Data are presented as mean±SEM. Statistical analysis was performed with the ANOVA test.
Cells were grown to confluence, and serum was removed from the culture medium 24 hours before initiation of experimental treatments to obviate its effects.
Figure 1⇓ illustrates autoradiographic results from Northern hybridization of a rat vascular AT1 receptor cDNA probe to 10 μg of electrophoretically separated, total cellular RNA extracted from VSMCs at the indicated time points after addition of either 100 nmol/L insulin or vehicle to the culture medium. The probe hybridized to an abundant 2.2-kb transcript and a minor 3.2-kb transcript, as observed previously.19 22 Under basal conditions, the AT1 receptor mRNA remained unchanged over the time course of the experiment. Furthermore, the autoradiogram revealed a time-dependent elevation of the transcript level. The AT1 receptor mRNA signal appeared to be significantly increased 12 hours after exposure to insulin, and this increase was sustained for up to 24 hours. Also shown in Figure 1⇓ is hybridization of a GAPDH cDNA probe to the same Northern blot. GAPDH mRNA appeared to be stable over the time course of the experiment. Autoradiographic data generated from 5 separate experiments were analyzed by laser densitometry. In a set of control experiments, cells were serum-deprived for 24 hours, and subsequently, RNA was isolated after 0, 2, 4, 12, and 24 hours of incubation with vehicle. As demonstrated in Figure 2⇓, top, neither the AT1 receptor mRNA nor the GAPDH mRNA was significantly altered during the time course of the assay, which suggests that the AT1 receptor mRNA expression level remained stable for up to 24 hours after withdrawal of serum. Figure 2⇓, middle, shows the insulin-induced upregulation of AT1 receptor mRNA hybridization signal relative to vehicle-treated control levels at 0 hours. A 12-hour incubation with 100 nmol/L insulin caused an upregulation of AT1 receptor mRNA levels to 231±33%. After 24 hours of insulin stimulation, the AT1 receptor mRNA signals were measured at 270±20% relative to the control level at 0 hours (100%). GAPDH mRNA expression was not significantly regulated by insulin. Figure 2⇓, bottom, demonstrates the concentration-dependent effect of insulin on AT1 receptor mRNA expression. Cells were challenged with vehicle or 0.01 to 100 nmol/L insulin. AT1 receptor upregulation was significant with 0.1 nmol/L insulin (153±12.7% of control) and reached a maximum at 100 nmol/L insulin. These data demonstrate that insulin specifically induces the upregulation of AT1 receptor mRNA in VSMCs.
To assess whether the increased level of AT1 receptor mRNA was translated to an elevation of AT1 receptor protein expression, radioligand binding assays were performed. Therefore, AT1 receptor binding sites were measured in a membrane-binding assay after a 24-hour treatment of VSMCs with either 100 nmol/L insulin or vehicle. Nonlinear regression analysis demonstrated that 125I-labeled Ang II bound to a single population of sites, as expected for VSMCs (data not shown). Figure 3⇓ shows graphically the [125I]-labeled Ang II saturation binding to VSMCs treated with either insulin or vehicle. Binding to vehicle-treated cells revealed a Kd value of 0.33 (0.2 to 0.47) nmol/L and a Bmax value of 389±18.6 fmol/mg protein. Binding to insulin-treated cells showed an increase in the Bmax value to 776±33.5 fmol/mg protein, without changes in the affinity for the radioligand (Kd value, 0.26 [0.15 to 0.36] nmol/L). These binding data indicate that insulin markedly elevates AT1 receptor protein expression as a result of an enhanced level of AT1 receptor mRNA.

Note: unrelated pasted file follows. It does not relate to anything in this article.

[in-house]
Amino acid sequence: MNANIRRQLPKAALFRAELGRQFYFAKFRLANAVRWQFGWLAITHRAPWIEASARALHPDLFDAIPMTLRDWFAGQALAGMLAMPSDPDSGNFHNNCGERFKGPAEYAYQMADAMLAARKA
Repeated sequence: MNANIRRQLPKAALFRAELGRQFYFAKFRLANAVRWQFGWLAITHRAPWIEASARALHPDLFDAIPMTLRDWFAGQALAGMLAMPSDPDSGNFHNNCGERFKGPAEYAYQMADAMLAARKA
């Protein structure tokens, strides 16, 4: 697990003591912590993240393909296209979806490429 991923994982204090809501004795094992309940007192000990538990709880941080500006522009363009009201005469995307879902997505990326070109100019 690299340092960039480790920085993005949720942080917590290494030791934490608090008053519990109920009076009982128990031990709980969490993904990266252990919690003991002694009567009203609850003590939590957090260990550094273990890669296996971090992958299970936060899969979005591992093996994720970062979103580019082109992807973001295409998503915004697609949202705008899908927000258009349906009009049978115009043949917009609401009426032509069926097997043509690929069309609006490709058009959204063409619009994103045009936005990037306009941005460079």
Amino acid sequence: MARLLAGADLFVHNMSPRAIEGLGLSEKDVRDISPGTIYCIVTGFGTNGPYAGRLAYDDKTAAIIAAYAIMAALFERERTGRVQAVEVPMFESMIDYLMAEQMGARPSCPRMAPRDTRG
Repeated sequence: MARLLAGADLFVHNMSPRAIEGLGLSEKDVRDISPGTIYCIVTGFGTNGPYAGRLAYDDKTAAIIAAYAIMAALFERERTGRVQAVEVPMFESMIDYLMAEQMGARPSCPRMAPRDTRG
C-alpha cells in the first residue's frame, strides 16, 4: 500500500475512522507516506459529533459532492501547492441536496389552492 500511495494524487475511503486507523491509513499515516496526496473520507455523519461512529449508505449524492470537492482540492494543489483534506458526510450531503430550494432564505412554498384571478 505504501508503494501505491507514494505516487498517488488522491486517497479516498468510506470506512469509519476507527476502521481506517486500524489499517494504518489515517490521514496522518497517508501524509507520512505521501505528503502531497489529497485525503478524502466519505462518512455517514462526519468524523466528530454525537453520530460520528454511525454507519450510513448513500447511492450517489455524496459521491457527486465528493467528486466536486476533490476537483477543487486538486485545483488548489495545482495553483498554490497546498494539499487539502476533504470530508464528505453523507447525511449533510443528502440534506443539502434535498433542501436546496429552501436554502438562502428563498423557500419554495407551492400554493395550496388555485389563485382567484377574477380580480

Experiments were performed to gain insight into general mechanisms participating in the insulin-induced elevation of AT1 receptor expression. The insulin-induced upregulation of the AT1 receptor mRNA that causes an elevation of AT1 receptor density could mechanistically be based either on an enhanced gene transcription rate or on posttranscriptional modulations of the AT1 receptor mRNA.
To measure the de novo synthesis of the AT1 receptor mRNA, nuclei from VSMCs incubated for 24 hours with either 100 nmol/L insulin or vehicle were isolated and used in a nuclear run-on assay. Figure 4⇓ illustrates a representative autoradiogram of radiolabeled de novo synthesized mRNA to AT1 receptor, GAPDH, and plasmid DNA. Also shown is the densitometric analysis of 3 separate experiments. Incubation with insulin, which had caused significant upregulation of AT1 receptor mRNA, had no effect on AT1 receptor transcription rate. These experiments suggested that the detected enhancement of AT1 receptor mRNA and protein by insulin was not mediated through an increase in de novo AT1 receptor gene synthesis.